In any murder mystery—a mystery in the category of crime fiction—there is at least one murder, one or more people trying to find the killer, clues, red herrings, and finally a solution. A cozy mystery is a subgenre of crime fiction, and has particular characteristics, which separates cozies from hardcore crime fiction.
My latest book, Murder on a Monday, and the book I am currently completing, Murder on a Tuesday, have all the significant cozy murder mystery characteristics.
Characteristics That Define “Cozy “Murder Mysteries
Most mystery readers have encountered the “cozy” genre but may not have realized it. The most popular cozy mystery murder author is the well-known Agatha Christie, whose name wasn’t associated with the term because it wasn’t used when her books became best sellers in the 1940s, the “Golden Age” of detective fiction. However, the cozy is now a recognized category of mystery fiction, and has been since the 1990s. If you are drawn to this sub-genre of crime fiction, you can easily recognize these types of murder mysteries:
- There is no graphic violence. When the murder occurs, it is often off-stage, so to speak, or happens quickly and is described in a matter-of-fact way. You are not told which ventricle of the heart the bullet penetrated, or treated to any other gory details.
- Sex, if there is any, happens behind closed doors, and is usually referred to indirectly or gently.
- There is only mild profanity, and always a good bit of humor.
- The crime solver is usually, but not always, a woman, and is usually, but not always, an amateur detective. The reason I’m using the term “usually, but not always” is because of MC Beaton’s famous Hamish Macbeth, a village constable in the Scottish Highlands, and Agatha Christie’s Hercule Poirot, a professional detective. There are a few other cozy writers who don’t employ female amateur detectives, but most do. And, believe it or not, a great many fans are male readers.
- The sleuth is clever, imaginative, and very likeable, and her flaws are minor. She usually has a college or university degree and life experiences that prepare her for the job of analyzing clues and the people involved. She has an occupation or a hobby that gives her an excuse for being where she needs to be to follow the leads wherever they take her, and to overhear useful conversations.
- The setting is a village or a community within a small city where the suspects know each other or know of each other.
- Our amateur sleuth receives support from a good friend or several friends, some quirky acquaintances, and has help from someone connected to the police force or the medical examiner’s office who passes along important information when needed. Her involvement in the case is usually dismissed as meddling and risky by the police force in general.
- The story is fast-paced with twists and turns and the emphasis is on the plot and the development of the characters. The killer is rarely evil, but believes the only way out of a situation is murder. When apprehended, the killer is usually docile and explains the motives behind all the critical actions. The reader learns who and why, and all is revealed.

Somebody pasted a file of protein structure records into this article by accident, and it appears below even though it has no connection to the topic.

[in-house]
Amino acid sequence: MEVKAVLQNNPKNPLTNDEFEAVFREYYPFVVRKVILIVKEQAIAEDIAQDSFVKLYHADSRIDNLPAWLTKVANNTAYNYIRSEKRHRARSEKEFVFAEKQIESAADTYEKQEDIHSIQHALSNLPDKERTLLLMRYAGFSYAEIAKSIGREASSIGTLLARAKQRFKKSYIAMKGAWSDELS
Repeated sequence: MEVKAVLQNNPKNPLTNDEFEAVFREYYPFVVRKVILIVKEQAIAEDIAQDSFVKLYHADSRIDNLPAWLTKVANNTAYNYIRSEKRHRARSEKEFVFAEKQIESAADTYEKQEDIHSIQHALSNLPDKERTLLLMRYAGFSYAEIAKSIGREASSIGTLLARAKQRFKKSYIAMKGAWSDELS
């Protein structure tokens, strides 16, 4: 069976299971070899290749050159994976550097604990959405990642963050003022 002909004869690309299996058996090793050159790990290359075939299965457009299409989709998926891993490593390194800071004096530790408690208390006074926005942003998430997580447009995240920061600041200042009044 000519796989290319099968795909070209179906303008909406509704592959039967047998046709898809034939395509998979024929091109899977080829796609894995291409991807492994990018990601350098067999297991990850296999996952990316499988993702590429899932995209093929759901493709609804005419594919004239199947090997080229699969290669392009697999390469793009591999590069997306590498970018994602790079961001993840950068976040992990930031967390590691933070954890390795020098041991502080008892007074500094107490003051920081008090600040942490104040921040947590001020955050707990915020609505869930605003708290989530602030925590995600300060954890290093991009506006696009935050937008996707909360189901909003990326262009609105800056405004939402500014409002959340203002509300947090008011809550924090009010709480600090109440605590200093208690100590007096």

Cue Murder on Monday
- Our amateur sleuth is Rachel Mathews, editor and co-owner of a business magazine, and she is aided in her pursuit of a murderer by friend and business partner, Donna O’Hare.
- The setting is beautiful Victoria, a city of 86,000 residents with a metropolitan area of 368,000, nestled on the southern tip of Vancouver Island, a ferry ride away from the well-known City of Vancouver. A small two-story building which houses the office of the two friends is comfortably located in a residential area beside the treed acreage of an imposing seniors’ residence.
- When horrified Rachel and Donna discover the body of the young manager of the residence slumped in the stairwell of their office building, the hunt for a killer is on. The police investigate but have trouble finding the murder weapon or anyone with a motive for killing the young woman. Although hampered by natural shyness, Rachel feels compelled to seek for explanations because she can’t convince Donna that handsome David, son of the seniors’ residence owner, is a possible suspect and to keep her distance.
- Rachel befriends two elderly residents of the seniors’ home who share useful gossip, unexpected help comes from a former hippy who moves into her apartment building, and various other people provide information, including her sister who insists Rachel read a book on how to protect herself if assaulted. It doesn’t hurt that Rachel catches the interested attention of the senior police officer in charge of the case who drops her a few useful hints.
- Rachel puzzles over why Jody was murdered in their building, who hated her enough to kill her, or who might consider her dangerous to them, or who would benefit from her death. Will the case be solved before Donna’s attraction to a prime suspect proves fatal?
- The reader also searches for the identity of the murderer along with Rachel, mulling over the clues, being distracted by the red herrings and the growing list of suspects, and shares her shock when she comes face to face with the killer.
And that, my friends, is what a cozy murder mystery is all about.
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